Colleagues, speaking of incentives, it is also imperative to create financial support for recent graduates, colleges, and employers. But in addition, there are moral incentives, which we should not forget, because they are also important. I am talking about increasing the prestige of professions and fields that are currently a priority for modernising our economy.

I already gave corresponding instructions, and some of them have been fulfilled – some formally, and certain others not formally. However, no significant public campaigns have been conducted. I would like you to report on what will be done in the near future.

We’re basically ready to move on to discussing these problems, but I will take a couple more minutes of your time. I would like to say a few words on discipline within the Government Cabinet. Everyone knows that we have entered election season – this is a difficult ordeal for the government system and for certain individuals. I guess that it might also affect some people’s nerves; perhaps that is the reason behind several announcements we have heard recently in our nation and abroad – for example, in the United States of America. Indeed, we have a whole category of citizens who, for some reason, have to cross an ocean to make important announcements.

Well, Mr Kudrin [Deputy Prime Minister and Finance Minister Alexei Kudrin], who is present here, has made the joyful announcement that he does not plan to work in the new Cabinet and that he has some serious differences in opinion with the current President, in particular with regard to expenditures, including defence expenditures. In this regard, I would like to note several things. First of all, we do not have any new Cabinet, and nobody has sent anyone any invitations. But we do have the existing Cabinet, which I formed as President, which is accountable to me and which will work in accordance with my constitutional authority. This Cabinet pursues the President’s policies, and all key decisions are signed by Cabinet members, including the Finance Minister, as regards matters of fiscal policy and a broad range of other issues, including defence spending.

And as far as I understand, Mr Kudrin had the opportunity to state his position earlier, and make a personal decision concerning his political future – and, incidentally, a chance to align with the right-wing parties. They invited him to join, but he declined, apparently, due to some other considerations. Nevertheless, I would like to say that statements of this kind, made in the United States of America, look indecent and cannot be justified in any way.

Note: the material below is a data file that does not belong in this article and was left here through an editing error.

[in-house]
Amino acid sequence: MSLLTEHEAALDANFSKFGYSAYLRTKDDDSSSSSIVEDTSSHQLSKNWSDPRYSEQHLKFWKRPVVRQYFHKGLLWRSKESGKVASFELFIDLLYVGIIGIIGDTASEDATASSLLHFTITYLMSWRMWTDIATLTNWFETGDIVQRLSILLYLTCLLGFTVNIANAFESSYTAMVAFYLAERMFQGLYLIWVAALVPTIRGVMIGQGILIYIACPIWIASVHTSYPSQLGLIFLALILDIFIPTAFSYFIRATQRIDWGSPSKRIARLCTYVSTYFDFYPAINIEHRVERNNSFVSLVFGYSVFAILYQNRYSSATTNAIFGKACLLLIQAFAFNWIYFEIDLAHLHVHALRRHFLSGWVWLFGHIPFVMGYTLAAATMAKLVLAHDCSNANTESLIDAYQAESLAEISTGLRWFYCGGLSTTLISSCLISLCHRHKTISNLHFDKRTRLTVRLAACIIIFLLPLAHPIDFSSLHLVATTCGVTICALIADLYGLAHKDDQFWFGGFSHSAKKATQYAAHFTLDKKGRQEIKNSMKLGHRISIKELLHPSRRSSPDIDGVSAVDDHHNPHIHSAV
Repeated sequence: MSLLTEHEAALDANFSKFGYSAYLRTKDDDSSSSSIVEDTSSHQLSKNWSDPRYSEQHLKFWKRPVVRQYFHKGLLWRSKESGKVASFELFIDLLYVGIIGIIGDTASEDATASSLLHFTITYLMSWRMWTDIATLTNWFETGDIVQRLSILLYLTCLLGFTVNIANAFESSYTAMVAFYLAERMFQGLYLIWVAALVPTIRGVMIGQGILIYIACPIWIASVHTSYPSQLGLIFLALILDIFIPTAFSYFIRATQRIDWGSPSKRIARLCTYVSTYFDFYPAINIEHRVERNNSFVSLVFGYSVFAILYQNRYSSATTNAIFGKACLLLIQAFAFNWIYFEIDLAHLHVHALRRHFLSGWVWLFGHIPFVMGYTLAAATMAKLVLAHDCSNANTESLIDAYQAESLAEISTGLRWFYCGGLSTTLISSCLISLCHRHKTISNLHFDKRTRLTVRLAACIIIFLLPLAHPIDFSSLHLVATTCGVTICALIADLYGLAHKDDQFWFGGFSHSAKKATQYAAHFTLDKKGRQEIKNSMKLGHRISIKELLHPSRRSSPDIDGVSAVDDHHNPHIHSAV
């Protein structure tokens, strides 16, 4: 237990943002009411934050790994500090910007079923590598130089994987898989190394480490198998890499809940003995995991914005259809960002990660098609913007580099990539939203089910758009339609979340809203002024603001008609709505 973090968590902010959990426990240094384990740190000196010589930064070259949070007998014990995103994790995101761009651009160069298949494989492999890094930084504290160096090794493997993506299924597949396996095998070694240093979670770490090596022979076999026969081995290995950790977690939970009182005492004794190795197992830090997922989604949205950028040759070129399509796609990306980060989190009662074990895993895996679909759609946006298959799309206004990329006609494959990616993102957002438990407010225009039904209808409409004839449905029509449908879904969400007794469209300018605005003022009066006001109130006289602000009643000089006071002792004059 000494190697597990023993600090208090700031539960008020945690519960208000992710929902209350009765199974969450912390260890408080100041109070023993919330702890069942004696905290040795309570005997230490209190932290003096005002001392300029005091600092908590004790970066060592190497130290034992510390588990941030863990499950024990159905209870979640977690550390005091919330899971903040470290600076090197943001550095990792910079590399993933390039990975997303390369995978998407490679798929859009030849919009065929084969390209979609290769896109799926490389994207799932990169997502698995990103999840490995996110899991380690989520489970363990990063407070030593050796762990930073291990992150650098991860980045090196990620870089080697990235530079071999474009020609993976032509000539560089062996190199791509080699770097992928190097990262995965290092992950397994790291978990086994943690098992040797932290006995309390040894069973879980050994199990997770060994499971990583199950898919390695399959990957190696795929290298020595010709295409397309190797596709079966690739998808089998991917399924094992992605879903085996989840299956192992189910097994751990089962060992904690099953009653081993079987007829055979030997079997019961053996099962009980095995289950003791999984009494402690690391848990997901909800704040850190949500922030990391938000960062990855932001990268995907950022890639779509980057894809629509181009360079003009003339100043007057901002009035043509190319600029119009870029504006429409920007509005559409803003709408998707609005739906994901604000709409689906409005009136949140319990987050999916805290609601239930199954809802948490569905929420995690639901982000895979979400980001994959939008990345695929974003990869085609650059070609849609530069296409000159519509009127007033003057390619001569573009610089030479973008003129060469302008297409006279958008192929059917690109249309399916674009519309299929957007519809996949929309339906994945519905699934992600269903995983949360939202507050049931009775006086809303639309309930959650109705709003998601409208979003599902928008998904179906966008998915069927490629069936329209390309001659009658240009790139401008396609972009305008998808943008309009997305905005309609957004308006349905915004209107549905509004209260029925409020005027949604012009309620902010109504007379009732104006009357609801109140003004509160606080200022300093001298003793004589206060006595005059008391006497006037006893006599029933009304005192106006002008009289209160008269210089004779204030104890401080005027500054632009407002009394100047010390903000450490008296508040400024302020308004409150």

Second, nobody has cancelled discipline and subordination in the Cabinet. If, Mr Kudrin, you do not agree with the President’s policies (and the Cabinet implements the President’s policies), you have only one way out, and you know what that is: to submit your resignation.

Thus, I will address you directly with the following suggestion. If you feel that your views on the economic agenda differ from the President – that is, myself – then you can write a corresponding letter of resignation. Naturally, you must reply right here and now. Will you be writing a letter of resignation?

Deputy Prime Minister and Finance Minister Alexei Kudrin: Mr President, it is true that you and I have differences in opinion, but I will make my decision concerning your suggestion after consulting with the Prime Minister.

Dmitry Medvedev: You know, you can consult with whomever you want, including the Prime Minister, but as long as I am President, I make these decisions myself.

Alexei Kudrin: You have just asked me to make a decision. I have explained what my decision is.

Dmitry Medvedev: Let me repeat, you must make a decision very quickly.

Alexei Kudrin: Of course.

Dmitry Medvedev: And you must give me an answer today: either you feel that these differences in opinion, as you call them, do not exist, in which case you must comment on this matter; or, if there are indeed differences in opinion, as you just said, I do not see any other way out, although it will of course be unpleasant for me.

And the last thing I would like to say in this context: anybody who has doubts concerning the policies of the President and the Cabinet, or any individual who has his or her own plans in life, has the right to submit to me a letter of resignation. But they should do so openly. Meanwhile, I will have to cut short any irresponsible chatter. And I will make all the necessary decisions, all the way through May 7 of next year. I hope this is clear to everyone.

Now, on that positive note, we can begin working on today’s main agenda.


September 26, 2011, Dimitrovgrad, Ulyanovsk Region